In its 17-page decision, the board suggested that some way be found to remove fewer trees, to create more meandering paths and to coordinate efforts with the operators of Merriweather.
That's when McCall was "encouraged" to draft another design, said Phil Nelson, president of the Columbia Association. That set up a rivalry of sorts, as the approved design was crafted by former Rouse planner Cy Paumier and four other former Rouse employees.
Price of paradise
A park designer with decades of experience, Paumier, who also worked on one previous Symphony Woods plan, wonders if McCall's proposal makes sense, both in design and expense.
"I'm appalled that intelligent people who sit on the [Columbia Association] board are not able to see what they're buying into," said Paumier, who worked for Rouse planning Columbia's downtown area between 1969 and 1972. "The whole plan is really not very realistic."
In his view, the point was to establish an entrance from Little Patuxent Parkway, where most people are likely to walk into the park. The McCall design shows a small entrance at the northeast corner, leading to a large sculpture plaza, but the main entrance is on the east side, at the garage.
Paumier said engineers he has talked with estimate that the McCall proposal would cost between $45 million and $50 million for the garage, pedestrian walkway and the elevated tree walk alone.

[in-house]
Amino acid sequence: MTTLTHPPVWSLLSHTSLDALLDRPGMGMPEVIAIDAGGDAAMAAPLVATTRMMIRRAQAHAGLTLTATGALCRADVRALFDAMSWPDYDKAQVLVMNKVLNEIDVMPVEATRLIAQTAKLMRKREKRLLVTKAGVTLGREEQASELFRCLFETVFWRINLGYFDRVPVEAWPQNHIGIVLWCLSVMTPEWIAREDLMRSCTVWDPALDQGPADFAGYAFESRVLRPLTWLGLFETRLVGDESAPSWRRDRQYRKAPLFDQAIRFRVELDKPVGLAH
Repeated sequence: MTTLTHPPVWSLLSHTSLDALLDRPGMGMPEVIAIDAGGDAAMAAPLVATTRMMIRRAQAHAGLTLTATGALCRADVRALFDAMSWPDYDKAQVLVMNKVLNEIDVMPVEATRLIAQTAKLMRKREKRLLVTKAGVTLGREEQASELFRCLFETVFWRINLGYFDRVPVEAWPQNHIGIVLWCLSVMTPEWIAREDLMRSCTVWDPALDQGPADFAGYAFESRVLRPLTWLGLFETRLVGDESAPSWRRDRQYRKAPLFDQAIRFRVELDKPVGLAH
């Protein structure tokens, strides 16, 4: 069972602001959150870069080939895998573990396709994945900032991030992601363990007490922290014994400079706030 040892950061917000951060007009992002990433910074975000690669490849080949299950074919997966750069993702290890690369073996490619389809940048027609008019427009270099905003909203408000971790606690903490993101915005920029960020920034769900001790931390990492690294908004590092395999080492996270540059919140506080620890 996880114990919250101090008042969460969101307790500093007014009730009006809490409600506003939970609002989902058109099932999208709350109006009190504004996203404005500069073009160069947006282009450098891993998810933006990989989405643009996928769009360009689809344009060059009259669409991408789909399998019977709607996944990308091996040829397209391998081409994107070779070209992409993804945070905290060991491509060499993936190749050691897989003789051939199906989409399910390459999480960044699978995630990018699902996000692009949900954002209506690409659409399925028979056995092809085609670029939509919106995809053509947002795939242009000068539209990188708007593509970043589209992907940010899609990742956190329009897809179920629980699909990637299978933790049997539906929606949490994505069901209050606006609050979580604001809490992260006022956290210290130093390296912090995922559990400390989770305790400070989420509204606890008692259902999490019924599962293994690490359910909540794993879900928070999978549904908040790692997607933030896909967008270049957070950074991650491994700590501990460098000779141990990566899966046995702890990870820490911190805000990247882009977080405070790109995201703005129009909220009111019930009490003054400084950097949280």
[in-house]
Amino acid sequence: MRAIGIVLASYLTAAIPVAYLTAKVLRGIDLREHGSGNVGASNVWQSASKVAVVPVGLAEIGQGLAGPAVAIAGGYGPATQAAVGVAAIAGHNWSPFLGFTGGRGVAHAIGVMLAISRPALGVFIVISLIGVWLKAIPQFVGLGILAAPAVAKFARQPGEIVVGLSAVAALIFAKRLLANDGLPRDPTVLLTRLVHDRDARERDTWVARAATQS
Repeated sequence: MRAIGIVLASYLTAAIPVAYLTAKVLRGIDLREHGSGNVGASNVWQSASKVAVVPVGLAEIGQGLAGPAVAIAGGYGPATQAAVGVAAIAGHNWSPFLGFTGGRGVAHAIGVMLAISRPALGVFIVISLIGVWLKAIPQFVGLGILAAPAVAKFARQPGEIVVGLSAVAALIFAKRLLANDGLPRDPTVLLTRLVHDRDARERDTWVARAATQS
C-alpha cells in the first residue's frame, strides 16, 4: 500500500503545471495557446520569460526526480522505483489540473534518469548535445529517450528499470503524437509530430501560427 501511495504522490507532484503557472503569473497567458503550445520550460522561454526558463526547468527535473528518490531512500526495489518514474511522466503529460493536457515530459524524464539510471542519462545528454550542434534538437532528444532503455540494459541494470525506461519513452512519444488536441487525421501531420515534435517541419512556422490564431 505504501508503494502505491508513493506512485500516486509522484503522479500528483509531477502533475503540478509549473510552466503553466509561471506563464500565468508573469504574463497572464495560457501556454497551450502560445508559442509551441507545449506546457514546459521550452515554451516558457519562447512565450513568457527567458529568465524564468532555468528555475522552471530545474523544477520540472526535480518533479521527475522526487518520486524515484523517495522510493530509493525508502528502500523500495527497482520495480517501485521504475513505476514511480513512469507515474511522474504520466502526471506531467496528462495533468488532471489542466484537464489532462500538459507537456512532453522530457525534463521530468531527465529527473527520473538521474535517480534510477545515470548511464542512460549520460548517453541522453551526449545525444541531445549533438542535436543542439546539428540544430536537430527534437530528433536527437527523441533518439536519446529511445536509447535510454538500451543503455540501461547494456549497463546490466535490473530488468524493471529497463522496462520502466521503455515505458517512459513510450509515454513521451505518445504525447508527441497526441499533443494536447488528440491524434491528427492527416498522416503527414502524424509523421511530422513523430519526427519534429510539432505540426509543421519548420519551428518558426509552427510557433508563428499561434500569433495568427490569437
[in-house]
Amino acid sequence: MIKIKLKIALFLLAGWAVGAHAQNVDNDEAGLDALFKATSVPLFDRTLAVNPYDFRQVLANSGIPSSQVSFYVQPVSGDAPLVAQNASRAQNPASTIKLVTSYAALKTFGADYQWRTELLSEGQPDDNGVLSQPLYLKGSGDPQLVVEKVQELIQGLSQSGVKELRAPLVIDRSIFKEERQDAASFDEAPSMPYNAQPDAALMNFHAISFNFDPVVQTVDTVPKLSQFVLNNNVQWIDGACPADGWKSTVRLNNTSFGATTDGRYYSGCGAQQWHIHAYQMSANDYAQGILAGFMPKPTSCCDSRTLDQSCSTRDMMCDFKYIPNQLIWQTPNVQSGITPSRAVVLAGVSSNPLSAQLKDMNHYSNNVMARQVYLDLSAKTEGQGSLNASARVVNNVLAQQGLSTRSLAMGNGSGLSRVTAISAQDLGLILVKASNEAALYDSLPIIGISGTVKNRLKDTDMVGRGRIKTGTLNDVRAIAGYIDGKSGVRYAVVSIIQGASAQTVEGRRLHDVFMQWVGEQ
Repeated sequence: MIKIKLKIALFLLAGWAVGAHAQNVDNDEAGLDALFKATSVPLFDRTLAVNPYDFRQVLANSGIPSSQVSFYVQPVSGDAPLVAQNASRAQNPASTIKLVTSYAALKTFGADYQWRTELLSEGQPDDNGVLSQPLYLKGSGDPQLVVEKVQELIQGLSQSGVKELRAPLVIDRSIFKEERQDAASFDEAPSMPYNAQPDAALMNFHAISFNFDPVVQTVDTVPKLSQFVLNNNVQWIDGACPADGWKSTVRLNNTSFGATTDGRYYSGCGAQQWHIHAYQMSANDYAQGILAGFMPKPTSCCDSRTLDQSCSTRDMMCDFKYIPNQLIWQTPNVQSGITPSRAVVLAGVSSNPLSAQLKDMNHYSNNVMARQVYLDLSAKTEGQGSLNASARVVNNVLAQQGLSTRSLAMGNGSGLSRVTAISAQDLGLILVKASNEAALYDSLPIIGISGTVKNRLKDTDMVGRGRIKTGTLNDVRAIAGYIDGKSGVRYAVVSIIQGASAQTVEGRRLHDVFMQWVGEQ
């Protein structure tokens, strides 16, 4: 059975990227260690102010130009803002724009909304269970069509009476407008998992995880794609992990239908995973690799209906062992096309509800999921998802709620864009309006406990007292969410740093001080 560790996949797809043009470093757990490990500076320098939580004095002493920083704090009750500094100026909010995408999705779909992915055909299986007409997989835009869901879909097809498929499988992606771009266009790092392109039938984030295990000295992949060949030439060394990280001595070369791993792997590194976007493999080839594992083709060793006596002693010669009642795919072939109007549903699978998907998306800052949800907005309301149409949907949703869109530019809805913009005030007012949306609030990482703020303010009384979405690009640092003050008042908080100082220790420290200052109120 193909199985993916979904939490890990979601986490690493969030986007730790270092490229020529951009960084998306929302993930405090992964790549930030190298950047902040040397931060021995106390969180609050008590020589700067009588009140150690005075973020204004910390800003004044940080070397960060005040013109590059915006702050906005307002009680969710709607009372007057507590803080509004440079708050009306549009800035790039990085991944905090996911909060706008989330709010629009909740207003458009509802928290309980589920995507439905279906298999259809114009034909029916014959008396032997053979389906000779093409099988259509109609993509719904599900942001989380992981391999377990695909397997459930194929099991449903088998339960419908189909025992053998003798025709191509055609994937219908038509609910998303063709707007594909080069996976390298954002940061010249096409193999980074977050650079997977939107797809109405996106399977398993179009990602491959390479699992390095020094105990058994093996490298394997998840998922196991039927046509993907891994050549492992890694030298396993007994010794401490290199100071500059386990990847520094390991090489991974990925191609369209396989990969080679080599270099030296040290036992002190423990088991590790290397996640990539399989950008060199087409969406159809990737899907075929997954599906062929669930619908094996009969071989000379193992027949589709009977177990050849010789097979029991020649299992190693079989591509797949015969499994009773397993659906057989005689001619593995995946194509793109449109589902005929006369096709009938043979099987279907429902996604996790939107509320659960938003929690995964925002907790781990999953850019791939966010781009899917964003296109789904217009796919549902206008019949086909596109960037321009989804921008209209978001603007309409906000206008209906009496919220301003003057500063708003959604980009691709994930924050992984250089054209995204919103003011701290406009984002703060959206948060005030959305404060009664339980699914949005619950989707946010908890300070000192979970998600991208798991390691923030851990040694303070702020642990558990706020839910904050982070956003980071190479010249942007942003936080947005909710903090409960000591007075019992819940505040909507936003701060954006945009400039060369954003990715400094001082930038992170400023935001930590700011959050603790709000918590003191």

In his experience, he says that would be all public money, as private funds are not usually devoted to such purposes.
Nelson said the association hasn't yet estimated the cost of the project. He said the CA wants to establish a trust that could raise money, as the CA's tax status now does not allow it to pursue private grants.
The notion of the trust worries CA board member Alex Hekimian, who represents the Village of Oakland Mills.
"There was never any discussion about a trust," said Hekimian. "That's a big deal. That has major implications because then a lot of the decisions would be out of the public eye."
He said that while the proposal has created "excitement in the community," he's also heard from a lot of people who are concerned that decisions are being made too quickly.
The McCall plan was first presented to the public in January and now may come to a vote in February.
"I'm sensitive to that," Hekimian said. "I do think there are a lot of questions. … The plan is way more ambitious than anything that has been presented before."
Columbia resident Alan Klein said he feels the board is moving too quickly to approve a plan he considers too expensive, as it involves so much construction. He favors the Paumier group proposal, adding that he wants to see a project that "benefits the community as much or more than it benefits the developer."
Association Vice Chairman Andrew Stack of Owen Brown calls the McCall proposal "a very exciting plan," and is not concerned about things moving too quickly. If the Planning Board agrees to pick up approval of the northern portion where things left off, that still leaves Steps 9 to 16, and the rest would start at Step 1.
"I have a hard time believing that's rushed," he said.
Board Chairwoman Shari Zaret of Kings Contrivance said she wants to make sure the public has enough time to understand the plan. But she said she likes it. The name Inner Arbor, she said, "carries the message this is about preserving the beauty, but also making it a park that's a destination and an amenity for Columbia residents."